The ABCs of Multivitamins

Facts and Myths about Multivitamins

The ABCs of Multivitamins
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This article will give you the facts and myths of taking multivitamins and whether they are important or not.

Most research proves that Vitamin C does not prevent colds, but may lessen the symptoms and allow you to heal faster.

Studies have shown several types of vitamins and minerals may lower the risk eye problems like macular degeneration, a leading cause of vision loss in people 65+.  A balanced diet rich in fruits and vegetables can help give the nutrients needed to prevent such diseases.  It is important to call your doctor if there is a high risk to see if there is opportunities for supplements to take.  Lifestyle changes may also help.  And if you somke, try to find ways to quit.

There are 13 types of vitamins that are essential for good health that helps give you a balanced diet.  If you lack certain vitamins in your diet, contact your doctor for supplements you’re not getting on a daily basis.

Vitamin B12 is an important vitamin as it can cause anemia, memory loss, confusion and a tingling in your arms and legs.  There is little to no evidence it can improve your athletic ability or provide more energy, but a diet inducing meat, fish, or dairy products should provide enough.

While calcium and Vitamin D are good healthy bones, research shows that magnesium, potassium and Vitamin K are good too.  If you have a high risk of osteoporosis that results in brittle, thinning bones, your doctor may recommend calcium or Vitamin D supplements.

The body needs vitamins for growth, digestion and nerve function.  Minerals support cells and help organs do their jobs.  Vitamins are known by the letters A, B, C, D, E, and K.  Minerals such as calcium,  builds bone and aids in blood clots an iron, help carry blood and oxygen through the body.

Vitamins like C or B can make your urine orange or yellow-green if you’re taking too much, signaling the kidneys getting rid of the excess.  But test it as it can be dangerous to get too many nutrients.  If you’re taking the recommended amounts of vitamins and minerals, it won’t color your urine.

Pregnant or breastfeeding women need more nutrients as well as others to fill special gaps.  Vegans may not get enough from food either.  And still others may have absorbing the nutrients they need:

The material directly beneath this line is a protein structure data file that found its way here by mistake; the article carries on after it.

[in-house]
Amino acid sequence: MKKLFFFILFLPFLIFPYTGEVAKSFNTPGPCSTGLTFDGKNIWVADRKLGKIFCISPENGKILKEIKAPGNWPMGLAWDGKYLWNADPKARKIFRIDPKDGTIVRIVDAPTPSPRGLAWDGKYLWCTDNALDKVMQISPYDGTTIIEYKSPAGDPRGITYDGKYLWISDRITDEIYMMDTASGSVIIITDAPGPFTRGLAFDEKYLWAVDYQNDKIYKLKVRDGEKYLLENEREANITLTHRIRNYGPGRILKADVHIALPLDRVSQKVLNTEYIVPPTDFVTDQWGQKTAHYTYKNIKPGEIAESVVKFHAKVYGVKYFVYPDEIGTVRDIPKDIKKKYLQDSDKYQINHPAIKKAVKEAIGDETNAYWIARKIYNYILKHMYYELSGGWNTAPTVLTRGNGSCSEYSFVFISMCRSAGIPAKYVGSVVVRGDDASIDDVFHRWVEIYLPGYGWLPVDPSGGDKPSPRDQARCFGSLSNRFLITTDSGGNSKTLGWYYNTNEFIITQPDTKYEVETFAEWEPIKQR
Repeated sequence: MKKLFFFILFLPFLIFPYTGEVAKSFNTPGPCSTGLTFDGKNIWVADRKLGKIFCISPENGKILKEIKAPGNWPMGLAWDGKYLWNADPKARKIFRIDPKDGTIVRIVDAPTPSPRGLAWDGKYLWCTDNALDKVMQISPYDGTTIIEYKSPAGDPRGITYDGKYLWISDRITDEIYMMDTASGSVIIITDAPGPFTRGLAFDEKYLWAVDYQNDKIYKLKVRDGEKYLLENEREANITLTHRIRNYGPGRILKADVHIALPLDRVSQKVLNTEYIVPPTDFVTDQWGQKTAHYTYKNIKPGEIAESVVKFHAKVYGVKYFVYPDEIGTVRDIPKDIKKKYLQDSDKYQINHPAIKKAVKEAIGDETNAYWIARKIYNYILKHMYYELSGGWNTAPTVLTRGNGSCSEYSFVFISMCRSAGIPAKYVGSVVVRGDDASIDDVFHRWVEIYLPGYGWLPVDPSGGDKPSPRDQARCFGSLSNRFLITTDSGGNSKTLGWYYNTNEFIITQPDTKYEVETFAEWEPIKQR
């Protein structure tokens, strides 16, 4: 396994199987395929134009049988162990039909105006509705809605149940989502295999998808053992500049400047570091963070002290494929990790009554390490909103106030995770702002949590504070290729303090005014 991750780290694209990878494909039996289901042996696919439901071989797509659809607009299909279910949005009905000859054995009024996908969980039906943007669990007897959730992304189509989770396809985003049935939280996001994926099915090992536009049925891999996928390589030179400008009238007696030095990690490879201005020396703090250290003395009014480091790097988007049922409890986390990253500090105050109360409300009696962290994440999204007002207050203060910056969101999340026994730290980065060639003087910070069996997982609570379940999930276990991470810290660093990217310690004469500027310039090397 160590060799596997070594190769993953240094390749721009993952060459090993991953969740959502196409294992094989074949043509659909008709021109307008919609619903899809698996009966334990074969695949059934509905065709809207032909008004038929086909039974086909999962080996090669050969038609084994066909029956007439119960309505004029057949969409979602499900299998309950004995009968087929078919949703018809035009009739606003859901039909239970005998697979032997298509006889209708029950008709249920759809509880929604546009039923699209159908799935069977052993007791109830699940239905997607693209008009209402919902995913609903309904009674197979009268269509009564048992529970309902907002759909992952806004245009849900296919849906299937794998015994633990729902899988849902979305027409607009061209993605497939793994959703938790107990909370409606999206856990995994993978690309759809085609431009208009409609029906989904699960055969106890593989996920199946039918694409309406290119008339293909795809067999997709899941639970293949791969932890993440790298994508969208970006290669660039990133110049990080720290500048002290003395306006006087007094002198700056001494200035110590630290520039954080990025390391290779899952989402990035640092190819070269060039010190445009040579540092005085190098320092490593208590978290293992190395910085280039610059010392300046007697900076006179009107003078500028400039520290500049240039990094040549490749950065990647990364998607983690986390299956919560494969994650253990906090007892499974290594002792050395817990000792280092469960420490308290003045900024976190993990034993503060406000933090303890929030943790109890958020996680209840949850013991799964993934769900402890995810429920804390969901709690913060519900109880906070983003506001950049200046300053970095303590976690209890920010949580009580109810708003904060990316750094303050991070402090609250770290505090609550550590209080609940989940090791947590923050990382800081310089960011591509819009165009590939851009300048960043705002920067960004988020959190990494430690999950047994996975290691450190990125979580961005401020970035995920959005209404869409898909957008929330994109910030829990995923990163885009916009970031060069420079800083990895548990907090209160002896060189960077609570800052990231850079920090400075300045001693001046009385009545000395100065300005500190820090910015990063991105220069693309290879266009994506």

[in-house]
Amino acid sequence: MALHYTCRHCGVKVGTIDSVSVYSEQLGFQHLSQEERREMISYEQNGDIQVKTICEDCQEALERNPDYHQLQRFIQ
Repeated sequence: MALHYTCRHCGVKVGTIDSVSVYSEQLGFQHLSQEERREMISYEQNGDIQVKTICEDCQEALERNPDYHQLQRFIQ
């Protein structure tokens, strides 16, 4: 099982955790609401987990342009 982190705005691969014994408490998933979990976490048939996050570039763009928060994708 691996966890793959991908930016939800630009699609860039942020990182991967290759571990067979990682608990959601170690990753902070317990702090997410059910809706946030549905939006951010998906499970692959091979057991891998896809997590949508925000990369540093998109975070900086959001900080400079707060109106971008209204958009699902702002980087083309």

• Those with certain medical conditions like inflammatory bowel disease.
  • People who have had types of weight-loss surgery.
  • People who take medications for seizures/heartburn.
  • People who take aspirin a lot.

Always talk with your doctor about taking supplements.

While supplements are a good way to get enough nutrients, they can become toxic if you take too many.  An excess amount of Vitamin A can cause nausea, vomiting, and liver damage.  Too much vitamin D can cause weakness, heart rhythm problems and confusion.  Your body stores Vitamins A, D, E, K and iron, meaning an excess of these can build up in organs and tissues causing damage to your kidneys or liver.

While citrus fruits are an excellent source of Vitamin C, other fruits and vegetables are a good source as well.  Most adults need an average of 75-90 milligrams per day, so a half cup of sweet red pepper or a 6-ounce glass of orange juice can do the job too.

Vitamin B12, which you get from foods and animal sources like meat, eggs, and dairy products, many people, especially vegans don’t get enough of this important vitamin.  Your doctor can help by suggesting a supplement.

While researchers are always studying the effects of antioxidants to prevent genetic damage that turns cells into cancer, there is still no evidence taking supplements will lower the risk.  Always talk with your doctor if you’re receiving cancer treatments before taking supplements.  There is some research that suggests antioxidant supplements may keep cancer-fighting medicines from doing its job.

Women before menopause need more iron due to losing a little blood with menstrual cycles.  Research suggest premenopausal women should get about 18 milligrams a day; pregnant women about 27 milligrams a day.

There are many experts who are divided on taking multivitamins.  Recent studies show that healthy people may not even need them and also suggest that even taking one every day for several years may not help you to live longer.  Still, there are some who say may help fill in missing nutrients in people’s diets.  The one thing experts agree on is the best source of vitamins and minerals:  FOOD, not pills.

The different forms of B vitamins help your body perform such jobs like changing food into energy.  Foods such as grains, beans, nuts, meat, eggs, and fish are good sources of B vitamins.  Vitamin B12 is found exclusively in foods that come from animal products.

People with dark skin may have less levels of Vitamin D as well as older people because the skin becomes less efficient in converting sunlight to Vitamin D as we get older.  Those who tend to stay out of the sun due to sensitivity or a risk to skin cancer may also need extra Vitamin D.  Your doctor may be able to give you a blood test to see how much Vitamin D you may need.

Folic acid helps prevents birth defects like problems with the brain and spinal cord.  It is an important nutrient for women who are pregnant or those considering having a baby to make sure they are getting enough folic acid.

Potassium helps keep the heart beating regularly, and one study suggests it may lower systolic blood pressure (top number).  Reducing blood pressure lowers the risk stroke, heart disease, heart failure and kidney disease.  Teens and adults need about 4,700 milligrams of potassium per day and there are many potassium-rich foods in fruits and vegetables, milk, meat, and whole grains.


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